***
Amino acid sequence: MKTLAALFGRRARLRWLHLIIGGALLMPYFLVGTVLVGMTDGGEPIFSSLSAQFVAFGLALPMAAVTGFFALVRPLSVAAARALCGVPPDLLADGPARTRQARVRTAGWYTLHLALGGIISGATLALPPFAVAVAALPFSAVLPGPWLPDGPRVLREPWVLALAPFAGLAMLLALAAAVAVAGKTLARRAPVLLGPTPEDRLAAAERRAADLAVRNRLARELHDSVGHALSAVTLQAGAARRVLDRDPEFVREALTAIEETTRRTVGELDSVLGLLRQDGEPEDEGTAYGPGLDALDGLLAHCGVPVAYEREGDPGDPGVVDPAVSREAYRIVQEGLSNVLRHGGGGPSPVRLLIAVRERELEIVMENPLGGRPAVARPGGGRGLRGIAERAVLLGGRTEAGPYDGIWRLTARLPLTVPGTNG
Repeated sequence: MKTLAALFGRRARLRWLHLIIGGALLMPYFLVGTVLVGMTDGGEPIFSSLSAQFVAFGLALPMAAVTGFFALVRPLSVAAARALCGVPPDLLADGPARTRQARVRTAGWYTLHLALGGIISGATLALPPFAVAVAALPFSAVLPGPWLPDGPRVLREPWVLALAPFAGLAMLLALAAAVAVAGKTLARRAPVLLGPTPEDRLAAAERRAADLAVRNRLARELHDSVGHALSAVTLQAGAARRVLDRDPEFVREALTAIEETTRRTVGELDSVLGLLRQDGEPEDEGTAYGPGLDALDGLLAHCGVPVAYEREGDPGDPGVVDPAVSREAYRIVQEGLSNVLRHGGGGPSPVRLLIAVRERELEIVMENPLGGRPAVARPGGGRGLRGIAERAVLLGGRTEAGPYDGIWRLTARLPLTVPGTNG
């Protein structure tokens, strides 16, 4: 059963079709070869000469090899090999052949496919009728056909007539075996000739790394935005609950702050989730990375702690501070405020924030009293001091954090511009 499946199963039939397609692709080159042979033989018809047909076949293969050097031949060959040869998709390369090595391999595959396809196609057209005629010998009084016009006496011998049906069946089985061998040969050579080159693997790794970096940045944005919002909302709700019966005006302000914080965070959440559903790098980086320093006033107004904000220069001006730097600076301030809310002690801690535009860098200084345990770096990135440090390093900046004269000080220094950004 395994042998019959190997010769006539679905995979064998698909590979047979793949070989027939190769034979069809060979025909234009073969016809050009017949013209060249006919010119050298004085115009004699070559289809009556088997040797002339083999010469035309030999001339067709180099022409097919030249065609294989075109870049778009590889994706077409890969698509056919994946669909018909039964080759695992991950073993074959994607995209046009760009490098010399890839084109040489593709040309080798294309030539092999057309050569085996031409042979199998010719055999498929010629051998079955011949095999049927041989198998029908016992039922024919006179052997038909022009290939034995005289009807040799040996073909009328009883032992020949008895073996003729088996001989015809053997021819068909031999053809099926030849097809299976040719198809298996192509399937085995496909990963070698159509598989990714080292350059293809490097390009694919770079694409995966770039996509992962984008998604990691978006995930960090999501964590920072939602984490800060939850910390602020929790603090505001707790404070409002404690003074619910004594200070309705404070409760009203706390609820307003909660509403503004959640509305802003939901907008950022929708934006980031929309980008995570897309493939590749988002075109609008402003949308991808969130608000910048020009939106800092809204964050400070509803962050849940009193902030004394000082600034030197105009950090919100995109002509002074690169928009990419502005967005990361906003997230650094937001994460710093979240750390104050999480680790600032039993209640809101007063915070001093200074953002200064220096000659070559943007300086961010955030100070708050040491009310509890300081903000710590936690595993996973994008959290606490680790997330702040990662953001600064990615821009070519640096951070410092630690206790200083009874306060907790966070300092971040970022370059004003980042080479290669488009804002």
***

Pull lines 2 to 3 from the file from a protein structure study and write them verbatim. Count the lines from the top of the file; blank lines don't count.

Repeated sequence: MKTLAALFGRRARLRWLHLIIGGALLMPYFLVGTVLVGMTDGGEPIFSSLSAQFVAFGLALPMAAVTGFFALVRPLSVAAARALCGVPPDLLADGPARTRQARVRTAGWYTLHLALGGIISGATLALPPFAVAVAALPFSAVLPGPWLPDGPRVLREPWVLALAPFAGLAMLLALAAAVAVAGKTLARRAPVLLGPTPEDRLAAAERRAADLAVRNRLARELHDSVGHALSAVTLQAGAARRVLDRDPEFVREALTAIEETTRRTVGELDSVLGLLRQDGEPEDEGTAYGPGLDALDGLLAHCGVPVAYEREGDPGDPGVVDPAVSREAYRIVQEGLSNVLRHGGGGPSPVRLLIAVRERELEIVMENPLGGRPAVARPGGGRGLRGIAERAVLLGGRTEAGPYDGIWRLTARLPLTVPGTNG
């Protein structure tokens, strides 16, 4: 059963079709070869000469090899090999052949496919009728056909007539075996000739790394935005609950702050989730990375702690501070405020924030009293001091954090511009 499946199963039939397609692709080159042979033989018809047909076949293969050097031949060959040869998709390369090595391999595959396809196609057209005629010998009084016009006496011998049906069946089985061998040969050579080159693997790794970096940045944005919002909302709700019966005006302000914080965070959440559903790098980086320093006033107004904000220069001006730097600076301030809310002690801690535009860098200084345990770096990135440090390093900046004269000080220094950004 395994042998019959190997010769006539679905995979064998698909590979047979793949070989027939190769034979069809060979025909234009073969016809050009017949013209060249006919010119050298004085115009004699070559289809009556088997040797002339083999010469035309030999001339067709180099022409097919030249065609294989075109870049778009590889994706077409890969698509056919994946669909018909039964080759695992991950073993074959994607995209046009760009490098010399890839084109040489593709040309080798294309030539092999057309050569085996031409042979199998010719055999498929010629051998079955011949095999049927041989198998029908016992039922024919006179052997038909022009290939034995005289009807040799040996073909009328009883032992020949008895073996003729088996001989015809053997021819068909031999053809099926030849097809299976040719198809298996192509399937085995496909990963070698159509598989990714080292350059293809490097390009694919770079694409995966770039996509992962984008998604990691978006995930960090999501964590920072939602984490800060939850910390602020929790603090505001707790404070409002404690003074619910004594200070309705404070409760009203706390609820307003909660509403503004959640509305802003939901907008950022929708934006980031929309980008995570897309493939590749988002075109609008402003949308991808969130608000910048020009939106800092809204964050400070509803962050849940009193902030004394000082600034030197105009950090919100995109002509002074690169928009990419502005967005990361906003997230650094937001994460710093979240750390104050999480680790600032039993209640809101007063915070001093200074953002200064220096000659070559943007300086961010955030100070708050040491009310509890300081903000710590936690595993996973994008959290606490680790997330702040990662953001600064990615821009070519640096951070410092630690206790200083009874306060907790966070300092971040970022370059004003980042080479290669488009804002």